Wally’s prior comment on this site, from last spring: “Universal: Even without looking at the theme, just a few clues easy to see it was by women, about women, for women. Themes are great, manifestos are not. The theme clue made this all the more evident; double women and a pat on the back.

      All March puzzles were by women? Never noticed. But very easy to on this one. Variety is what makes a puzzle interesting, not self-referencing. Toss in clues like “limbic” and “arborio” and you get 10 Down. Stunned the opera cry wasn’t “BravA”. One of the worst Universal puzzles in year.

      Following this debut, nowhere to go but up. Try a theme without a personal edge.”

      So I assume he hates puzzles by men filled with a bunch of male references because those are manifestos of the patriarchy.

  5. R says:

    NYT: I’m guessing Zaha HADID crossing Christine LAHTI was a Natick for more than just me.

  6. Amy Reynaldo says:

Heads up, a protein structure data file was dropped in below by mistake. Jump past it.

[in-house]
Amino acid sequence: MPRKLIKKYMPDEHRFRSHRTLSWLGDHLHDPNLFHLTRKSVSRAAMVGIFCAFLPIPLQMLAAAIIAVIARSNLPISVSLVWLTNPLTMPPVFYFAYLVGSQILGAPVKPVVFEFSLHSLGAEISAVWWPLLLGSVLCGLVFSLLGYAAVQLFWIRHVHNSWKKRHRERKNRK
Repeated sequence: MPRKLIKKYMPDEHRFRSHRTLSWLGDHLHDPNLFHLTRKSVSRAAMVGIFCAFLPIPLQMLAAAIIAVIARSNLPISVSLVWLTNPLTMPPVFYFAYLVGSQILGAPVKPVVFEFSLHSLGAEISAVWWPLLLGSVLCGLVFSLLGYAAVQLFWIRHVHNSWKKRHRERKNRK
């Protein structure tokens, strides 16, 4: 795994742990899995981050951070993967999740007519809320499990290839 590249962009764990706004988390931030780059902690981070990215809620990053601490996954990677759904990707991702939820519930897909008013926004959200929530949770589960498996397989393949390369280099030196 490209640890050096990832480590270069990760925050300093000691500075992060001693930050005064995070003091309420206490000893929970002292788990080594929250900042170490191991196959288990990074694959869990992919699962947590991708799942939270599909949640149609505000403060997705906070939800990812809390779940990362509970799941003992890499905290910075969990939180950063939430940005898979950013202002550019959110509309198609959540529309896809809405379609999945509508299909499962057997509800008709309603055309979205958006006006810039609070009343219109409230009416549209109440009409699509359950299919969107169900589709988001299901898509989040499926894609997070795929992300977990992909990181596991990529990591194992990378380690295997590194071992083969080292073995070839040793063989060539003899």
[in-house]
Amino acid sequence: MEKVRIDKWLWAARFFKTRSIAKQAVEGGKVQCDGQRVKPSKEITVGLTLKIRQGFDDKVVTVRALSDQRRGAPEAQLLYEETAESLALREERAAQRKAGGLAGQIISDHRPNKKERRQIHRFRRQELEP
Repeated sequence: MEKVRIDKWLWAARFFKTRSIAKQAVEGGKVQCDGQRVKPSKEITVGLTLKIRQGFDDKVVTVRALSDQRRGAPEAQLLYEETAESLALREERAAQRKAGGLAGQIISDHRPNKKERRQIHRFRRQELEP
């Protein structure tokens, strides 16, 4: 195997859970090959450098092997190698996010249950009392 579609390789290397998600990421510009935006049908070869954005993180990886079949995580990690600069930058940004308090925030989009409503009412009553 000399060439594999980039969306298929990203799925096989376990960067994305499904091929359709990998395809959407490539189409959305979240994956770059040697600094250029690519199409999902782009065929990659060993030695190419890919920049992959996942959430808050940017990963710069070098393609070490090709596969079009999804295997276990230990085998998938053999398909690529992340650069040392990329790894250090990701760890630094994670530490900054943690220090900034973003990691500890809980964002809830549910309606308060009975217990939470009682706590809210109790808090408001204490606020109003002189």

If you appreciate woman-friendly fill and clues, don’t miss Wyna Liu’s easy New Yorker themeless! If your willie shrivels up from such material, though, you may wish to avoid it.

  7. RM Camp says:

    Ehh, “YEAH, AND…” is pretty cromulent to me.

  8. rock says:

    Anybody did Stan’s Friday puzzle? I was wondering why the clue 67A said station dark on 12/25 and July 4 no year given, but from what I google HSN never went dark,unless it is not home shopping network. TIA!!

  9. Rose says:

    IMHO: Crossword arcane is the opposite of crossword inane.
    I read “this puzzle was too arcane for a Mon-Tues-Wed” a lot. I’m here to say *dang* it’s Friday & even today’s NYT was mild. How are noobs gonna elevate their skills if they keep getting Oreos in their ollas from Oran while easily getting grid spanning phrases by similar inane crossings? “Would you agree (NYT)”

  10. Joan Macon says:

    I’m glad I was not the only person bewildered by the LAT, And I’m glad to see so many people are solving it!

Comments are closed.